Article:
Indoor Air Pollution

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Indoor Air Pollution

Indoor air pollution refers to contamination of air within a building/home. Most modern day properties suffer from indoor air pollution to some degree. The quality of your indoor air is a barometer of how the air in your premise affects the health and comfort of its occupant.

Indoor air pollution has become a more pressing concern in recent years due to the construction of more energy-efficient homes. These properties tend to be relatively airtight with less natural openness, meaning that the air inside can quickly become stagnant and pollutant levels rapidly rise.

In traditional set ups the burning of fuels,gas for cooking can produce a large number of toxic chemicals. Without effective ventilation, these chemicals are inhaled and can cause serious health damages.

The most common symptoms of indoor air pollution are:


Blocked sinuses or a runny nose

Skin rashes

Itchy eyes


Difficulty in breathing

These symptoms are common for various other ailments but if they continue to remain or get worst, you must visit a Pulmonologist and get yourself checked.

While anyone can be affected by indoor air pollution it is riskierfor people living with a lung condition, such as COPD, asthma, or bronchiectasis. They are more likely to be affected by poor air quality due to sensitive lungs although not everyone has the same reactions to the dust, dirt and gases in their homes.

If you have a severe lung condition you might find it harder to move around, so may spend more time indoors. This means you may have more contact with things that affect the air you breathe indoors. These could include cigarette smoke, cleaning products or mould.

Young children are particularly vulnerable to poor air quality as their lungs are still growing and developing.Children’s airways are smaller, so inflammation caused by indoor and outdoor air pollution can cause them to narrow more easily than in older people.

There are various contributors to indoor air pollution. Some we may identify due to their odour but some are not so easy to detect.


Mold is a form of fungus which grows from spores that latch onto damp areas in buildings. It breeds in moist environments and is common in winter and in humid climates.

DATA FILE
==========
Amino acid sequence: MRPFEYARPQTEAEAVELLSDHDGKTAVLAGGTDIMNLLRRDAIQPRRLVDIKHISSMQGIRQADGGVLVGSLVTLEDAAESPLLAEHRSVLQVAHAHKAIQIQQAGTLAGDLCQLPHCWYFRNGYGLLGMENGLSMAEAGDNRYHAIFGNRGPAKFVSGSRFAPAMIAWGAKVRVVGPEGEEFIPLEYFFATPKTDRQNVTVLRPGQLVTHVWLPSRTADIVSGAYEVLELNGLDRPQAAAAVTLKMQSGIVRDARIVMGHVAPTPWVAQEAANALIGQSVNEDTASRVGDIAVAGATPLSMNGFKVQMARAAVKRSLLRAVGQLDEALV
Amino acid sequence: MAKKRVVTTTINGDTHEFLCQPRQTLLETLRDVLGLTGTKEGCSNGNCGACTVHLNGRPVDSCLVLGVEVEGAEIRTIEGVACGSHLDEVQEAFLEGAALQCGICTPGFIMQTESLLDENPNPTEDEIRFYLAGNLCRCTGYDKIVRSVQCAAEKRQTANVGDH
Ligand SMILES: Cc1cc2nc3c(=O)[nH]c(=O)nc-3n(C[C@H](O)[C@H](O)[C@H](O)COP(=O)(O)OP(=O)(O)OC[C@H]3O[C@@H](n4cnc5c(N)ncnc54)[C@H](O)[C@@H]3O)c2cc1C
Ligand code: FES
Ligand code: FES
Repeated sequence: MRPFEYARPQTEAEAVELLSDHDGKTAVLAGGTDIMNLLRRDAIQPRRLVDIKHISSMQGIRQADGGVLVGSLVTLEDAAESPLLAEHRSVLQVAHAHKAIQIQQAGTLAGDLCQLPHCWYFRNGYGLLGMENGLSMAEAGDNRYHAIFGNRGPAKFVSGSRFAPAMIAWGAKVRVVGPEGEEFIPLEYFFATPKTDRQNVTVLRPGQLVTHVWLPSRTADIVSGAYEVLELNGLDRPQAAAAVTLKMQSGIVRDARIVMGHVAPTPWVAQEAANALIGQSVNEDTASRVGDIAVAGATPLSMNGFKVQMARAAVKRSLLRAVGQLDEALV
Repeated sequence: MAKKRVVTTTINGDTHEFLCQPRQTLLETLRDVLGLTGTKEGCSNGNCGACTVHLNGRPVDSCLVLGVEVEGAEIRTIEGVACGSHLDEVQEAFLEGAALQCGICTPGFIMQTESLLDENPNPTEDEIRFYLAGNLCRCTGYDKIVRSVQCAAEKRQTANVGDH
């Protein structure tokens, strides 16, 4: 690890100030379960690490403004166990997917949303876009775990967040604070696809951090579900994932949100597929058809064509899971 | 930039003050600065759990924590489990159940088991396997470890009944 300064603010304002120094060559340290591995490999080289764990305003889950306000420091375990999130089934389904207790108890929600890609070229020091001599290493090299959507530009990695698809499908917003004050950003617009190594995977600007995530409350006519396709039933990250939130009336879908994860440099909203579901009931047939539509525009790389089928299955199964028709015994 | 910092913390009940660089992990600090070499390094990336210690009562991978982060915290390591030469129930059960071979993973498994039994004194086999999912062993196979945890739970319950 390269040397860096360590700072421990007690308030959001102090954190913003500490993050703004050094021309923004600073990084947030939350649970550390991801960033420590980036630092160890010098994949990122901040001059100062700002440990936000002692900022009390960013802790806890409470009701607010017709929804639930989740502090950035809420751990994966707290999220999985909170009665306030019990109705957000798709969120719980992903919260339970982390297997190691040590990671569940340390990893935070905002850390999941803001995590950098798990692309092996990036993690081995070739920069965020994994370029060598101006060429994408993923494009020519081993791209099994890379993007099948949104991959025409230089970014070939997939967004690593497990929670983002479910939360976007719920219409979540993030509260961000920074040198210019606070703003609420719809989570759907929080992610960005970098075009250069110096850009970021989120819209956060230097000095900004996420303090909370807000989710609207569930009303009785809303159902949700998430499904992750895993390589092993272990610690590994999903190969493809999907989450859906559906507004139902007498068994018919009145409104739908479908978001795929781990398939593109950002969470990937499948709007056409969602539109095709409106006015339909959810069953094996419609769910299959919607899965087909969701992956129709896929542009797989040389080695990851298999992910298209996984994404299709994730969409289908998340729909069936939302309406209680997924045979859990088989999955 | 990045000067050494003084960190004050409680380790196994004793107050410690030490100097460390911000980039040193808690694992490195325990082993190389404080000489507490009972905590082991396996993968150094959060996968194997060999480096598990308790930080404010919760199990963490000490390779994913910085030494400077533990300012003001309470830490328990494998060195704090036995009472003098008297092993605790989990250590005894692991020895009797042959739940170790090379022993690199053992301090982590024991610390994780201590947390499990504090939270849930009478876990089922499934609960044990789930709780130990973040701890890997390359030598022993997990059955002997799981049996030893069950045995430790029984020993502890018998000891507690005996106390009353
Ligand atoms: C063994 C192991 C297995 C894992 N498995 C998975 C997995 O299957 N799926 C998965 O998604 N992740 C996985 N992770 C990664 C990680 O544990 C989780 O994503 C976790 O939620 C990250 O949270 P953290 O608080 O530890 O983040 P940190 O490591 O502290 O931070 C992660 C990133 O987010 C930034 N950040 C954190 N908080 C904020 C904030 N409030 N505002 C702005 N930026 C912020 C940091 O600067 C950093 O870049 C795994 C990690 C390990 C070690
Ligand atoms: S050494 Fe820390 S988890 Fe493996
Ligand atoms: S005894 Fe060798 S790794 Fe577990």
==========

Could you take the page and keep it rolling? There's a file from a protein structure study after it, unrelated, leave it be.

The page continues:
Tobacco Smoke

Active or passive smoking are major contributors to indoor air pollution. This kind of tobacco smoke inhalation is particularly harmful for childrenincreasing the risk of sudden infant death syndrome (SIDS), severe asthma, ear problems, and acute respiratory infections.

When inhaled, these chemicals can cause illnesses such as chronic obstructive pulmonary disease (COPD) and other cardiovascular diseases which lead to heart attacks, as well as other serious complications in adults.


Carpets trap indoor pollutants which settle on their surface.The pollutants caught in the carpet can be easily disturbed simply by walking on them.Particulates from smoke, allergens, and other harmful substances rest easily on them. Research has found that even some toxic gases can settle into carpets.

Household Products

Everyday products at home can cause indoor air pollution. These include cleaning agents and disinfectants,paints,glues and solvents,personal care products,air fresheners and candles.

These products may emit compounds which can cause issues such as eye, nose or throat irritation, headaches, nausea, organ damage, and even cancer in some extreme cases.


Many homes and offices contain space heaters, ovens, furnaces, fireplaces and water heaters that burn fuels such as gas, kerosene, oil, coal or wood for energy. Modern day equipments are tried and tested thoroughly for safety hazards but if the appliance is faulty, it can produce toxic gases and hazardous aldehydes.

Pet Dander

Pet dander is comprised of microscopic flakes of skin shed by household pets causing symptoms like coughing, sneezing, watery eyes, and chest tightness for allergy sufferers.

There are simple ways to improve indoor air quality.Heating, ventilation, and air conditioning filters, HVAC filters purify the air that enters and exits the various units located throughout your property .Vacuuming is extremely important to improve indoor air quality, especially if you have carpets and pets. It is recommended that you vacuum at least 3 times a week in order to keep dust levels low.Indoor plants are an excellent way to help control air pollution and mitigate its effects. Keeping spaces clean and decluttered helps in keeping dirt at bay.

Simple alterations in your lifestyles may protect you from adverse indoor air pollution issues.

Open windows or doors to let fresh air in

Reduce the thermostat to about 66°F

Try taking more regular breaks from your desk

Where possible take in some fresh air by walking outside

We cannot escape the reality of indoor and outdoor air pollution but can definitely try and control it with healthy alternatives.